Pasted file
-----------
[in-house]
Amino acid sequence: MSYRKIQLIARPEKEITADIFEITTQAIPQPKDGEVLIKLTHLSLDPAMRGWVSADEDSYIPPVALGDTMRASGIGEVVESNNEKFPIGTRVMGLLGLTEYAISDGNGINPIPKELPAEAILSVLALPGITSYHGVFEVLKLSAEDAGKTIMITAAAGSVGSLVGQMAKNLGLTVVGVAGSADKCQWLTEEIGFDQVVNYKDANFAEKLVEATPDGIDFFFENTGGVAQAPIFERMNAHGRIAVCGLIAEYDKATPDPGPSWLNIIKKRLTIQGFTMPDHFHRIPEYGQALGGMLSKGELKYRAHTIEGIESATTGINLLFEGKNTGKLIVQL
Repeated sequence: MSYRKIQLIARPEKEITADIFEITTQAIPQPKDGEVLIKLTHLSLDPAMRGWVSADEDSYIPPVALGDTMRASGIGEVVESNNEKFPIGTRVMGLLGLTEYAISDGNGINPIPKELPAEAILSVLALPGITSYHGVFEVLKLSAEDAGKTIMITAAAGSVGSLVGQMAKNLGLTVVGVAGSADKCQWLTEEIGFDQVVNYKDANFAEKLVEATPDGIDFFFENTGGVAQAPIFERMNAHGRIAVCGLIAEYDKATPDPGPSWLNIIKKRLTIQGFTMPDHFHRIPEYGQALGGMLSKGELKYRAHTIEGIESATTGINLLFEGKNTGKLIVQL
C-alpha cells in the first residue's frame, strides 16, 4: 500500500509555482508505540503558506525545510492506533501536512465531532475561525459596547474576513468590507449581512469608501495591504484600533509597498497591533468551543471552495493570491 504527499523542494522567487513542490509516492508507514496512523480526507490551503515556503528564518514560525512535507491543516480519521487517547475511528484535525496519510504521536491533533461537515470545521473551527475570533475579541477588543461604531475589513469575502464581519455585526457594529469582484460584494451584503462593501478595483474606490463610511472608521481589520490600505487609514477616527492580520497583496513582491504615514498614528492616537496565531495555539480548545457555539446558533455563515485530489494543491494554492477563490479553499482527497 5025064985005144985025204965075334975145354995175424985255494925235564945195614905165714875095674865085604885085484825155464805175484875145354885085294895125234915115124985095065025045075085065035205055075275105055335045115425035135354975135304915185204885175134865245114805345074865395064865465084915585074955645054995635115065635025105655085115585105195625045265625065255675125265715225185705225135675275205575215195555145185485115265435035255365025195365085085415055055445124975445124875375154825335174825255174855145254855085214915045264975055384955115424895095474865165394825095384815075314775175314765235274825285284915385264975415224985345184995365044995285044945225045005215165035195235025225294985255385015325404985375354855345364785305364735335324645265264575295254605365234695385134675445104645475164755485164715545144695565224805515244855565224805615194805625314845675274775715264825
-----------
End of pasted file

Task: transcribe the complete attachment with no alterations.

[in-house]
Amino acid sequence: MSYRKIQLIARPEKEITADIFEITTQAIPQPKDGEVLIKLTHLSLDPAMRGWVSADEDSYIPPVALGDTMRASGIGEVVESNNEKFPIGTRVMGLLGLTEYAISDGNGINPIPKELPAEAILSVLALPGITSYHGVFEVLKLSAEDAGKTIMITAAAGSVGSLVGQMAKNLGLTVVGVAGSADKCQWLTEEIGFDQVVNYKDANFAEKLVEATPDGIDFFFENTGGVAQAPIFERMNAHGRIAVCGLIAEYDKATPDPGPSWLNIIKKRLTIQGFTMPDHFHRIPEYGQALGGMLSKGELKYRAHTIEGIESATTGINLLFEGKNTGKLIVQL
Repeated sequence: MSYRKIQLIARPEKEITADIFEITTQAIPQPKDGEVLIKLTHLSLDPAMRGWVSADEDSYIPPVALGDTMRASGIGEVVESNNEKFPIGTRVMGLLGLTEYAISDGNGINPIPKELPAEAILSVLALPGITSYHGVFEVLKLSAEDAGKTIMITAAAGSVGSLVGQMAKNLGLTVVGVAGSADKCQWLTEEIGFDQVVNYKDANFAEKLVEATPDGIDFFFENTGGVAQAPIFERMNAHGRIAVCGLIAEYDKATPDPGPSWLNIIKKRLTIQGFTMPDHFHRIPEYGQALGGMLSKGELKYRAHTIEGIESATTGINLLFEGKNTGKLIVQL
C-alpha cells in the first residue's frame, strides 16, 4: 500500500509555482508505540503558506525545510492506533501536512465531532475561525459596547474576513468590507449581512469608501495591504484600533509597498497591533468551543471552495493570491 504527499523542494522567487513542490509516492508507514496512523480526507490551503515556503528564518514560525512535507491543516480519521487517547475511528484535525496519510504521536491533533461537515470545521473551527475570533475579541477588543461604531475589513469575502464581519455585526457594529469582484460584494451584503462593501478595483474606490463610511472608521481589520490600505487609514477616527492580520497583496513582491504615514498614528492616537496565531495555539480548545457555539446558533455563515485530489494543491494554492477563490479553499482527497 5025064985005144985025204965075334975145354995175424985255494925235564945195614905165714875095674865085604885085484825155464805175484875145354885085294895125234915115124985095065025045075085065035205055075275105055335045115425035135354975135304915185204885175134865245114805345074865395064865465084915585074955645054995635115065635025105655085115585105195625045265625065255675125265715225185705225135675275205575215195555145185485115265435035255365025195365085085415055055445124975445124875375154825335174825255174855145254855085214915045264975055384955115424895095474865165394825095384815075314775175314765235274825285284915385264975415224985345184995365044995285044945225045005215165035195235025225294985255385015325404985375354855345364785305364735335324645265264575295254605365234695385134675445104645475164755485164715545144695565224805515244855565224805615194805625314845675274775715264825